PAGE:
Ted Nugent guitar jam and interview 1971

Thursday, January 22, 2009


Review By George Starostin:

By that time the group was already officially disbanded, but this album cannot be qualified as an 'archive document': its release was pre-planned and they even wanted to repeat the format of Wheels, but there just wasn't enough studio material, so they agreed on a mini-scheme: one side live, one side studio. Even with that, the studio side is one of the shortest in history - just three middle length songs. (I haven't seen the LP, but I might suggest that the third live cut could have been put on the second side; otherwise, the time balance is really unjustified). Out of these, 'Badge' is unarguably the best, being co-written by Clapton with George Harrison (who appears on the credits as 'L'Angelo Misterioso' on rhythm guitar): however, it should be pointed out that it's by now much more associated with Clapton's solo career than with Cream: it's long since become a stage favourite, and one can hardly imagine a Clapton live show without him putting it on and having the entire audience chanting the stupid 'love is my badge, love is my badge' refrain which wasn't even present on the original recording: it was later 'ad libbed' by Eric in order to justify the song title. He forgot to edit the nonsensical psychedelic lyrics, though, so the contrast between the improved refrain and lines like 'I told you not to venture out in the park, I told you about the swans that they live in the park' is kinda strange. In any case, this studio version, with 'mystical' guitar overdubs and fabulous harmonies, is superior to any subsequent live ones - although I'd highly recommend the one off Rainbow Concert, where Pete Townshend fabulously 'deconstructs' the rhythm part in his own unique way.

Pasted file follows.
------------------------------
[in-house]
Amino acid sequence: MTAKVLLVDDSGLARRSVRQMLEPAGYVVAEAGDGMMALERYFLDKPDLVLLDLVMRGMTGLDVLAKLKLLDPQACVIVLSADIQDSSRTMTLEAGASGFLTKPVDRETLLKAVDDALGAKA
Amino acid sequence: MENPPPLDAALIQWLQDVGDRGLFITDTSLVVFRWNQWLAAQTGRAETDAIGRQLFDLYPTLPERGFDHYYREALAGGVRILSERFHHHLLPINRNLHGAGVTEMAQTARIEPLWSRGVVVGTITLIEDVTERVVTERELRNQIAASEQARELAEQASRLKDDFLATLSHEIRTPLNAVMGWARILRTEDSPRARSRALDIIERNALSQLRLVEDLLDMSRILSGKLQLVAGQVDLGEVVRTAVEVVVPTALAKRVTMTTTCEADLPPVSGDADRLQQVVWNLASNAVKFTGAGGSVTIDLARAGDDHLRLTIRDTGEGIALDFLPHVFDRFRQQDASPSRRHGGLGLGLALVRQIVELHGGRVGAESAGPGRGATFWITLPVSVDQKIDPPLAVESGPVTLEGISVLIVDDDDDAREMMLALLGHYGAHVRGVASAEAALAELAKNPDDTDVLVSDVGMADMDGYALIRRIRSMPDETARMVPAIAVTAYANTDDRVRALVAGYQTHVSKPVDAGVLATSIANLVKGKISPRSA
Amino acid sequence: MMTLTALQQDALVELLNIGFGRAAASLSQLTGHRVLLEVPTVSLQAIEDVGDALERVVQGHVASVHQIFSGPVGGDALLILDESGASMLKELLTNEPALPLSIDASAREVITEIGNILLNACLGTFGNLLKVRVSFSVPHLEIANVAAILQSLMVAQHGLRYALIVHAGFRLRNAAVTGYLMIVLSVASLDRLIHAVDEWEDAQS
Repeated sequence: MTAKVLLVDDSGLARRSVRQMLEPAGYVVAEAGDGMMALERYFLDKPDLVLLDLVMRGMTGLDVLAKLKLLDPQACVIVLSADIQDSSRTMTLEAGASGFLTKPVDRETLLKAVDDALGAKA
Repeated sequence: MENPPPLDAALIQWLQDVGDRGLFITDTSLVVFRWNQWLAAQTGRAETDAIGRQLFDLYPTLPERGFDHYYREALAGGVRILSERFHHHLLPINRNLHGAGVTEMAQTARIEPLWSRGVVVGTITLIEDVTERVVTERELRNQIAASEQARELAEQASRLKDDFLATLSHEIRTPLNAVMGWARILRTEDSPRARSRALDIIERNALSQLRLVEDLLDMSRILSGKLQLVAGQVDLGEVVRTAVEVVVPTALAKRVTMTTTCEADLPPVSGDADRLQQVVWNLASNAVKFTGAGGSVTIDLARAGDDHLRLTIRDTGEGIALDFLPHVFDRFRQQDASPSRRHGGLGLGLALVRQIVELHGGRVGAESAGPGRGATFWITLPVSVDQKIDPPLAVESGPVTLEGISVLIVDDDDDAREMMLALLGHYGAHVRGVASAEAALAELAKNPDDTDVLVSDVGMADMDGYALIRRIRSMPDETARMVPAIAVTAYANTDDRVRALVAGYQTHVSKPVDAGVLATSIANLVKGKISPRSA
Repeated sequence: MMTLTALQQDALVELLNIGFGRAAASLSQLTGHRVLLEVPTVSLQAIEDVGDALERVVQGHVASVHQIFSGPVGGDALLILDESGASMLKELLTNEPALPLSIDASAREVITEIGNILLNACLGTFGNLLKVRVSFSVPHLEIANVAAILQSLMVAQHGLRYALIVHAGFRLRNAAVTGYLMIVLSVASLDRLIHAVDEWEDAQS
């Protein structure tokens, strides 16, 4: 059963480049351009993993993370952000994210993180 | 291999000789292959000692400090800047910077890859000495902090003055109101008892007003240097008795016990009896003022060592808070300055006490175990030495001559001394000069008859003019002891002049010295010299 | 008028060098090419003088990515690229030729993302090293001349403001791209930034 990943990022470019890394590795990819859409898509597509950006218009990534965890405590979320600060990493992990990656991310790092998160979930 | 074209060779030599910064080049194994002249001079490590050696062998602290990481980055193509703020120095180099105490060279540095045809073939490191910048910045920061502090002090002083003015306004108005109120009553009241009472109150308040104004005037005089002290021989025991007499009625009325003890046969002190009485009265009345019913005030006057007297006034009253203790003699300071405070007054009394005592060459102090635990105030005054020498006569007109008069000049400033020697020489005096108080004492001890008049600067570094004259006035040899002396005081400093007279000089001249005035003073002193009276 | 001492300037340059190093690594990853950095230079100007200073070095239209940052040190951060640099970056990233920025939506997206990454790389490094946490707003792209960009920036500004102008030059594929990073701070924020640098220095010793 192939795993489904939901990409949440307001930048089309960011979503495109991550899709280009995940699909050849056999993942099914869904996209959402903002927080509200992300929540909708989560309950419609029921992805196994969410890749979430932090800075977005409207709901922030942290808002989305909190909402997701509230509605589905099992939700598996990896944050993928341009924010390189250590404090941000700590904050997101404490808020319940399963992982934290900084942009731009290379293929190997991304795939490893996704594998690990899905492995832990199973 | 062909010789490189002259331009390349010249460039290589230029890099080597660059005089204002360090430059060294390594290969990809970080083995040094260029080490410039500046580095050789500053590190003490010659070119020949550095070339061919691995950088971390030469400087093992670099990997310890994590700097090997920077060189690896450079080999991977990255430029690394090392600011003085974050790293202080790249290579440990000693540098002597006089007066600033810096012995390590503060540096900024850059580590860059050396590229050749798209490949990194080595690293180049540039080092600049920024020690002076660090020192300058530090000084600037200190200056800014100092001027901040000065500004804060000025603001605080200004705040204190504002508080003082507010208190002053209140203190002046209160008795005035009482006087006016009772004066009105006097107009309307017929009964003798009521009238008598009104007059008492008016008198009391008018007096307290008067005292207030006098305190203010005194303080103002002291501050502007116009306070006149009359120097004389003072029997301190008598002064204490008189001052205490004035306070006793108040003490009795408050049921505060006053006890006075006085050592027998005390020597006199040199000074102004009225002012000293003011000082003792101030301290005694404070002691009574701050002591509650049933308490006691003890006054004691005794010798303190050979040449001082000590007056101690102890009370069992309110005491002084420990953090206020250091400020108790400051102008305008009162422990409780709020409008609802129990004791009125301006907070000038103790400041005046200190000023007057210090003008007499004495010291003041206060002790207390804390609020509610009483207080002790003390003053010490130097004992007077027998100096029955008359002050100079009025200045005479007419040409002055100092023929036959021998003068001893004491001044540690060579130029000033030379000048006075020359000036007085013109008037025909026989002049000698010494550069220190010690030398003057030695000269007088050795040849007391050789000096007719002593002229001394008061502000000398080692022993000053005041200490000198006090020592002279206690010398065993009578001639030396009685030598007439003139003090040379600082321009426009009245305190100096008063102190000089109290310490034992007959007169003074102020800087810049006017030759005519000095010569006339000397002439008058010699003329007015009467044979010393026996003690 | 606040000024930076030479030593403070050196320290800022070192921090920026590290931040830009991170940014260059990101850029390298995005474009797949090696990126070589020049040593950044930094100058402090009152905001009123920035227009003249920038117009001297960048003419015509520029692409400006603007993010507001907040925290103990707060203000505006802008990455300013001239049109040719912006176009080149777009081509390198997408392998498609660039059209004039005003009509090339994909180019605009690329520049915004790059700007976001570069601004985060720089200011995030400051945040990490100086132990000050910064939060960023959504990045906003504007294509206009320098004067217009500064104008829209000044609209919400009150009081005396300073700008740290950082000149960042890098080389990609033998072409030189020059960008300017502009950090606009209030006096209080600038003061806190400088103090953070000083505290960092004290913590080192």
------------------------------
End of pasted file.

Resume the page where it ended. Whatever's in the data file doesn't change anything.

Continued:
The other two are downers. Jack contributes the childish electric piano disaster 'Doing That Scrapyard Thing' (what thing exactly, Jack?) that hardly measures up even to his solo records which I'm not a terrible fan of: it manages to be somewhat catchy, but at the expense of good taste. The goofball vocal intonations on the third line of each verse make me sick, and he even makes Eric's guitarwork to seem clumsy and obnoxious. As for Ginger's 'What A Bringdown', it really builds on the legacy of 'Pressed Rat And Warthog' which is not a compliment. Then again, on a general level it's still better; there are some fast parts, there's a strange disturbing atmosphere all over the place, there's some catchiness, and it does feature some nice thunderstormy guitarwork near the end, when Eric picks up the wah wah, twists it, distorts it and brews up a real tempest. But only for a few moments.